Holmes Extension office enjoying freedom of new space

Holmes Extension office enjoying freedom of new space
Dave Mast

The new Holmes County OSU Extension office located at 111 E. Jackson St. in Millersburg is warm, inviting and decked out in the scarlet and gray of the Ohio State Buckeyes.

                        

Where once was aisles of candy, gum, chips, motor oil and drinks, now are cubicles, computers and plenty of scarlet and gray.

Welcome to the new home of the Ohio State University Extension, located in the former BP Station across from the courthouse in Historic Downtown Millersburg.

After plenty of planning and hard work, the extension office members took residence there, exiting their one-room office in the government building on Monroe Street and entering a new world of sunlight and space.

Gary Graham, educator of agriculture and natural resources, was excited about the opportunity to have the group meet in an actual meeting room in addition to having their own cubicle.

“We used to have to meet all huddled around a desk at the old place,” Graham said. “It’s going to be so nice to be able to spread work out and work on it while being able to have more than one person there. We are happy to see it come to fruition.”

Kate Shumaker, educator of family and consumer science, has been at the Holmes County office since January 2000, and she has seen a multitude of offices come and go for the extension office. She said she has gotten very good at moving, this being her fifth office in 20 years.

“Every office brings its own unique adventures, but this is going to be really amazing,” Shumaker said. “It’s been fun to see the transformation this place has undergone.”

Shumaker said the visibility, from inside the office, to viewing the downtown area, to travelers finding their office with great ease, is a welcomed addition. She said having ease of access along with ample parking dedicated to their building is going to be wonderful. She added their job is to serve the people of Holmes County, and this facility will allow them to do so in a much cleaner and better fashion than ever before.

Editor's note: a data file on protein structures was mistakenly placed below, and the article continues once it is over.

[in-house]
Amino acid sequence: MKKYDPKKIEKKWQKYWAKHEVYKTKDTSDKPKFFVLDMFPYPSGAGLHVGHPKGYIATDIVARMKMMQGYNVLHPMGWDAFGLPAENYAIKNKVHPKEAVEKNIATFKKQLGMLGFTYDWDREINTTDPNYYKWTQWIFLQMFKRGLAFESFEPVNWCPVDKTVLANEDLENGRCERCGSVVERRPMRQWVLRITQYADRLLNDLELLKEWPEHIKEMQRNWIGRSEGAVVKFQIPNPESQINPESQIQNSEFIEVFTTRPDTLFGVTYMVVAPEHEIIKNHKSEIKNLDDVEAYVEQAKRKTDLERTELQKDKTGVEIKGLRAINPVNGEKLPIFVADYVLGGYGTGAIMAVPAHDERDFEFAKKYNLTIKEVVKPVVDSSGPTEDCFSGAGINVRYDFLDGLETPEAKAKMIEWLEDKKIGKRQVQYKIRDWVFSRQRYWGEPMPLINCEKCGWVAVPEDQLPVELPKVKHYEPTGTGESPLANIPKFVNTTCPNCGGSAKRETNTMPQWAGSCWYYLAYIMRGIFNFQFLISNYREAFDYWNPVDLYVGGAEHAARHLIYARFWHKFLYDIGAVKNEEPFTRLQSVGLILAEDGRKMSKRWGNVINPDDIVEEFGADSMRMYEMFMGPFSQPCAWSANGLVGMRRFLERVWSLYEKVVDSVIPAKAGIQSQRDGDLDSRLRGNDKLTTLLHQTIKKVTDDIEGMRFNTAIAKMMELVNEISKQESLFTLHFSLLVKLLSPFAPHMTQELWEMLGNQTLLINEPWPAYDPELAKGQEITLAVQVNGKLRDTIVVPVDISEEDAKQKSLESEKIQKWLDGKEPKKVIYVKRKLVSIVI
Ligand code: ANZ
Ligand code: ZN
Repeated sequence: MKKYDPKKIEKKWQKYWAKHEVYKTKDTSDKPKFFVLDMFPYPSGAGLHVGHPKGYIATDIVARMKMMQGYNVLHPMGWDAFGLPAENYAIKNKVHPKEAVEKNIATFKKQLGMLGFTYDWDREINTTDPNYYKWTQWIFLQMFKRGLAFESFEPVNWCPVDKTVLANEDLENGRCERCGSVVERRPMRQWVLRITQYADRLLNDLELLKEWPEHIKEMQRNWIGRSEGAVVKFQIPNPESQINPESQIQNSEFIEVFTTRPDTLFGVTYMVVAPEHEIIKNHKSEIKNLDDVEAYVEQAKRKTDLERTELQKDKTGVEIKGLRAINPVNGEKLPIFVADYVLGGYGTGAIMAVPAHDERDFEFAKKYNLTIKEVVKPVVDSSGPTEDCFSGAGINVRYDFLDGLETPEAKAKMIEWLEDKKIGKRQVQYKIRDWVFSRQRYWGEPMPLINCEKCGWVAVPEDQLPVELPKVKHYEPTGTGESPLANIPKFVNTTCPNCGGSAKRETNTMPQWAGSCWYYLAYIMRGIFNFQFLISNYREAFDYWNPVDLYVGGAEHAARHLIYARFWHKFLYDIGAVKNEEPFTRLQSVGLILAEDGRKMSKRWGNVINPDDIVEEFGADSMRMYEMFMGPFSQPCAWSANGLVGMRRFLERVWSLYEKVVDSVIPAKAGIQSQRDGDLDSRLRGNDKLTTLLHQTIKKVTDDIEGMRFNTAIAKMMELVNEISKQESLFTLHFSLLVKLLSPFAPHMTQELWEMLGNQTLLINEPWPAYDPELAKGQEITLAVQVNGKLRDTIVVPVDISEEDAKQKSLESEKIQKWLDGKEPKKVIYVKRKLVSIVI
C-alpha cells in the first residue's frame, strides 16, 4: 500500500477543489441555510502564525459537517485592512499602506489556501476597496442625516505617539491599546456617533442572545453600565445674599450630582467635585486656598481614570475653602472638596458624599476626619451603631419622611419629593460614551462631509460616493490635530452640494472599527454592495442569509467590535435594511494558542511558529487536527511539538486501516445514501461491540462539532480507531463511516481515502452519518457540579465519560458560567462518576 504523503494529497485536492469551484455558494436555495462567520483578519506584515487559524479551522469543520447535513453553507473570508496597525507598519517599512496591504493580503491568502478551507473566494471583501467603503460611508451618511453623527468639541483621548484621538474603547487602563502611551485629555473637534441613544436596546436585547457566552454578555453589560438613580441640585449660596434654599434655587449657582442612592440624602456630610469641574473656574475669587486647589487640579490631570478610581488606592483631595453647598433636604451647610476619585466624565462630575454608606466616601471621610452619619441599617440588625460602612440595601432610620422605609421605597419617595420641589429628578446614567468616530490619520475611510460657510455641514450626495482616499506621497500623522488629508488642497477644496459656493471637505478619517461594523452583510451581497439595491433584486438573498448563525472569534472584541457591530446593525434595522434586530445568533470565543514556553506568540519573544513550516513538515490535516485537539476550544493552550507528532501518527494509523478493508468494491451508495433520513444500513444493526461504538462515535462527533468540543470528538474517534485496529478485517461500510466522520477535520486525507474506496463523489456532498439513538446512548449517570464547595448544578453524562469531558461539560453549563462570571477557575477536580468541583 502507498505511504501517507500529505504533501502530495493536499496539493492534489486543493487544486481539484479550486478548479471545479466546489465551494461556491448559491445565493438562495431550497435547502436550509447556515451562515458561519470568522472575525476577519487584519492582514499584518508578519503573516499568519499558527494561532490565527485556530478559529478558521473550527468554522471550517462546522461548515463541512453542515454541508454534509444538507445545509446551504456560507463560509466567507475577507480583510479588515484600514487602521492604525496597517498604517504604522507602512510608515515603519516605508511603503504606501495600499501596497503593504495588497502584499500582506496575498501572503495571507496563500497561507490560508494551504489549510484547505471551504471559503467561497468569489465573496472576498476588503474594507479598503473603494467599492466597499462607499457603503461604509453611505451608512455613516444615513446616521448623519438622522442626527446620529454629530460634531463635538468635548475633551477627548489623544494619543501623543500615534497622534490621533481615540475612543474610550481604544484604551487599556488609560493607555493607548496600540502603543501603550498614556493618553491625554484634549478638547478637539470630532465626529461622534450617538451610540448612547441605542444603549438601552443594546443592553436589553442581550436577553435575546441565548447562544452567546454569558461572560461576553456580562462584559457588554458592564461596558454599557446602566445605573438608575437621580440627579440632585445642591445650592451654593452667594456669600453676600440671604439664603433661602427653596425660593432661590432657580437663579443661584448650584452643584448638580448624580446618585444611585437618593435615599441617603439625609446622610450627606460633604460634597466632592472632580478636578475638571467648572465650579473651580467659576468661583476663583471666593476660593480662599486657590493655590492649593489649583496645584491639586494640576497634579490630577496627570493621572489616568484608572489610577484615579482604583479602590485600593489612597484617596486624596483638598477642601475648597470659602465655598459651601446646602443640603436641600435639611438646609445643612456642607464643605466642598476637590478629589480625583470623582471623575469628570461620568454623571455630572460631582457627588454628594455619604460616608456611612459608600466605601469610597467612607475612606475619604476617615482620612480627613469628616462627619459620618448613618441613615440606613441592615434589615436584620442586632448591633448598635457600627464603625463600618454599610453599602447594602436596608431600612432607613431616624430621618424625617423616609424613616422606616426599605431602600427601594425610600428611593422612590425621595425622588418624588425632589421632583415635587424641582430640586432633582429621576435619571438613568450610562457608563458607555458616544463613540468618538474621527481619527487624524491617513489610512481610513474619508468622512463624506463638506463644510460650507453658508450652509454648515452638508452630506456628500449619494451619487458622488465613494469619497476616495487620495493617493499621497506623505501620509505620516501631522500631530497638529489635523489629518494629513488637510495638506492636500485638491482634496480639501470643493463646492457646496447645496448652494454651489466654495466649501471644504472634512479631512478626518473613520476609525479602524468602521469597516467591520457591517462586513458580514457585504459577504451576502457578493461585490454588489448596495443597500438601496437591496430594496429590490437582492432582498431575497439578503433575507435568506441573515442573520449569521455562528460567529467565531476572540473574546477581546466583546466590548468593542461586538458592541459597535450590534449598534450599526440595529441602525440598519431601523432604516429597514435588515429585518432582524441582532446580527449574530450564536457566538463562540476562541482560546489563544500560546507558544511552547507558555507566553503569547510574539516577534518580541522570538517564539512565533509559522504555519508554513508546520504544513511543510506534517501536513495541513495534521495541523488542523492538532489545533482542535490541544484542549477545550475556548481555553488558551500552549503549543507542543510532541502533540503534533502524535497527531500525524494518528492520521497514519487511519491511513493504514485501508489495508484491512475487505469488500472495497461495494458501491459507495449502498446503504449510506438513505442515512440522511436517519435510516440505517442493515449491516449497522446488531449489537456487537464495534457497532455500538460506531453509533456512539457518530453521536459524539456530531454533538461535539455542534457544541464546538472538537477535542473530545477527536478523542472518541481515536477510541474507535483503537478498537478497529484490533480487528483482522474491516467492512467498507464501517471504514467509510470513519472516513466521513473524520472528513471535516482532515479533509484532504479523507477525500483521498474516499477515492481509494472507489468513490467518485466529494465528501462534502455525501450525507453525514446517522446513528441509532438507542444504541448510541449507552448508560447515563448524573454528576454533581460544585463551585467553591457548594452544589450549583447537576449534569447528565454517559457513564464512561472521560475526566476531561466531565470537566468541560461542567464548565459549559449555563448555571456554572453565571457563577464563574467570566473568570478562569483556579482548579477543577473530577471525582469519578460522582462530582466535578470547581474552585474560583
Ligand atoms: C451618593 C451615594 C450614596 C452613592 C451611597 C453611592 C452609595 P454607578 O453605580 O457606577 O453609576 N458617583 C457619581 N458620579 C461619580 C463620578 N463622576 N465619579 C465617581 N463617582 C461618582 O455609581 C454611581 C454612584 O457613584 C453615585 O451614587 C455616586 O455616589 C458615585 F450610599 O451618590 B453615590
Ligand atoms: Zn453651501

“It’s created good workspace, and we even have a room dedicated to providing private conversation with people who visit,” Shumaker said. “We are so grateful to the Holmes County commissioners for finding a way to properly utilize this space and give us ample room to do our jobs.”

Finally, Shumaker said regardless of where the extension office staff calls home, they have done remarkable work in aiding the people of Holmes County.

“The team has been amazing no matter where we are, and our team right now is really great and works so well together,” Shumaker said. “We have always found the best way to pull together, and it seems like there isn’t anything we can’t do when we do it together.”

Initially, the extension office was gearing up for a future home at a proposed building on Glen Drive next to the Holmes County District Public Library that also was to be home to the Holmes County Health Department.

When COVID-19 hit, those plans were put on hold, but when the former BP Station became available and Campbell Oil presented the commissioners with a golden opportunity to purchase the building and land, the commissioners quickly moved from the idea of creating a parking lot on the acreage to restructuring the building for the extension office.

Tim Morris, Holmes County buildings and grounds/solid waste director, began an extensive rebuilding effort, creating blueprints and gutting the old gas station, and the plan went together smoothly and quickly. He said seeing this project come together since he began the planning sessions at the end of May was satisfying.

“Overall, it went well,” Morris said of the project. “I have envisioned a little different layout, but this will definitely work. I always felt like this building could serve a greater purpose than just a parking lot. We had the structure, and there is still ample parking here, but most importantly, we couldn’t continue to keep the extension office staff in a soup can. I’m really happy with it.”

New furniture, something they haven’t had for two decades or more, and plenty of space have created excitement for the extension crew.

Joining the previously quoted team members will be office associate Ashley Gerber and Emily Laugesen, program assistant of 4-H youth development, and the five people won’t be crawling on top of each other to get around the office.

“We have windows, and a lot more room, and a place we can call our own,” educator of youth development Janessa Hill said. “Kate did a really nice job of branding and making it all tie together with the OSU scarlet and gray theme. It is amazing, and we are so excited to be in a place where we aren’t on top of each other. It’s a breath of fresh air.”

As the extension office moves out of its former digs, it didn’t take long for the county to repurpose it. The former office is now inhabited by dedicated poll workers who are receiving registrations and early voting ballots.


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